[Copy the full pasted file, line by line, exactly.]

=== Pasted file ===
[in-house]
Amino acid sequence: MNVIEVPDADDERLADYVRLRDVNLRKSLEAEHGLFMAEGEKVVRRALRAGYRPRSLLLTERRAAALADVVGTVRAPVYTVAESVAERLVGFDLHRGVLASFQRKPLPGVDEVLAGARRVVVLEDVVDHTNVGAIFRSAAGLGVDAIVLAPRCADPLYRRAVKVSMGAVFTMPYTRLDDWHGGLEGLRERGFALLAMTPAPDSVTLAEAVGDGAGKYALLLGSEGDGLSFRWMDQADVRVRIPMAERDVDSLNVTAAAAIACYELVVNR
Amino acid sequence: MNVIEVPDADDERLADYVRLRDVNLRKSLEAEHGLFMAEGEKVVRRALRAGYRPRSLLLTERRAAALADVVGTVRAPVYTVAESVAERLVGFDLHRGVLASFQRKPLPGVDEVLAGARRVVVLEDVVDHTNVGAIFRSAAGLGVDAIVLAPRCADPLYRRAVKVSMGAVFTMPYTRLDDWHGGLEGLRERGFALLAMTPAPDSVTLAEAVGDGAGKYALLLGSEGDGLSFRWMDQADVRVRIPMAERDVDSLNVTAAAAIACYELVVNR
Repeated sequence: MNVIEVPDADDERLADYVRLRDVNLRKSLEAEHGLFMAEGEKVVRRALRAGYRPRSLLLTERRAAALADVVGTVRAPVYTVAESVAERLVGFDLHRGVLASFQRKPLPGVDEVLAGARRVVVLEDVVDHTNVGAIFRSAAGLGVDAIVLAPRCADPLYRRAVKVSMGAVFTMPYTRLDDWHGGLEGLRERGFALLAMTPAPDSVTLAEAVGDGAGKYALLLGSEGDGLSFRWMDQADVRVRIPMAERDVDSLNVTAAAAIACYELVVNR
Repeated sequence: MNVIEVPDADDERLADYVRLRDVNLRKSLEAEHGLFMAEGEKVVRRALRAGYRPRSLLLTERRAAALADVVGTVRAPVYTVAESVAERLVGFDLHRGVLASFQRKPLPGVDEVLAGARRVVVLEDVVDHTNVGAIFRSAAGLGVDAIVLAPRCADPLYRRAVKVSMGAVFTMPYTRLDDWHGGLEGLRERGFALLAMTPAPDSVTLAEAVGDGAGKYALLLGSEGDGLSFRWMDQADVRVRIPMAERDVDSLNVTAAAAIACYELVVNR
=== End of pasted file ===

[in-house]
Amino acid sequence: MNVIEVPDADDERLADYVRLRDVNLRKSLEAEHGLFMAEGEKVVRRALRAGYRPRSLLLTERRAAALADVVGTVRAPVYTVAESVAERLVGFDLHRGVLASFQRKPLPGVDEVLAGARRVVVLEDVVDHTNVGAIFRSAAGLGVDAIVLAPRCADPLYRRAVKVSMGAVFTMPYTRLDDWHGGLEGLRERGFALLAMTPAPDSVTLAEAVGDGAGKYALLLGSEGDGLSFRWMDQADVRVRIPMAERDVDSLNVTAAAAIACYELVVNR
Amino acid sequence: MNVIEVPDADDERLADYVRLRDVNLRKSLEAEHGLFMAEGEKVVRRALRAGYRPRSLLLTERRAAALADVVGTVRAPVYTVAESVAERLVGFDLHRGVLASFQRKPLPGVDEVLAGARRVVVLEDVVDHTNVGAIFRSAAGLGVDAIVLAPRCADPLYRRAVKVSMGAVFTMPYTRLDDWHGGLEGLRERGFALLAMTPAPDSVTLAEAVGDGAGKYALLLGSEGDGLSFRWMDQADVRVRIPMAERDVDSLNVTAAAAIACYELVVNR
Repeated sequence: MNVIEVPDADDERLADYVRLRDVNLRKSLEAEHGLFMAEGEKVVRRALRAGYRPRSLLLTERRAAALADVVGTVRAPVYTVAESVAERLVGFDLHRGVLASFQRKPLPGVDEVLAGARRVVVLEDVVDHTNVGAIFRSAAGLGVDAIVLAPRCADPLYRRAVKVSMGAVFTMPYTRLDDWHGGLEGLRERGFALLAMTPAPDSVTLAEAVGDGAGKYALLLGSEGDGLSFRWMDQADVRVRIPMAERDVDSLNVTAAAAIACYELVVNR
Repeated sequence: MNVIEVPDADDERLADYVRLRDVNLRKSLEAEHGLFMAEGEKVVRRALRAGYRPRSLLLTERRAAALADVVGTVRAPVYTVAESVAERLVGFDLHRGVLASFQRKPLPGVDEVLAGARRVVVLEDVVDHTNVGAIFRSAAGLGVDAIVLAPRCADPLYRRAVKVSMGAVFTMPYTRLDDWHGGLEGLRERGFALLAMTPAPDSVTLAEAVGDGAGKYALLLGSEGDGLSFRWMDQADVRVRIPMAERDVDSLNVTAAAAIACYELVVNR